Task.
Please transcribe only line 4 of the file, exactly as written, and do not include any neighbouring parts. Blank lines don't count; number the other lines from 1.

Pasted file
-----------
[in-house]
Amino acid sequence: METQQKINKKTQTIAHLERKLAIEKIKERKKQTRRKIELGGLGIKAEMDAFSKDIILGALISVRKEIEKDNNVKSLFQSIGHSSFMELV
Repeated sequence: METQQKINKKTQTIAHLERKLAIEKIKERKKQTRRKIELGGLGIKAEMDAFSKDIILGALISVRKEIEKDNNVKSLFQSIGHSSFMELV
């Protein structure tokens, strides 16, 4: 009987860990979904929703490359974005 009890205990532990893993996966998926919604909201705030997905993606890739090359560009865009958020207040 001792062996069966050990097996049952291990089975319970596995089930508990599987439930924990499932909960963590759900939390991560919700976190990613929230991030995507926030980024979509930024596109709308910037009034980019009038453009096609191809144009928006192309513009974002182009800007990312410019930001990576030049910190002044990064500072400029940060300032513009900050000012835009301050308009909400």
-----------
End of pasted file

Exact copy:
């Protein structure tokens, strides 16, 4: 009987860990979904929703490359974005 009890205990532990893993996966998926919604909201705030997905993606890739090359560009865009958020207040 001792062996069966050990097996049952291990089975319970596995089930508990599987439930924990499932909960963590759900939390991560919700976190990613929230991030995507926030980024979509930024596109709308910037009034980019009038453009096609191809144009928006192309513009974002182009800007990312410019930001990576030049910190002044990064500072400029940060300032513009900050000012835009301050308009909400």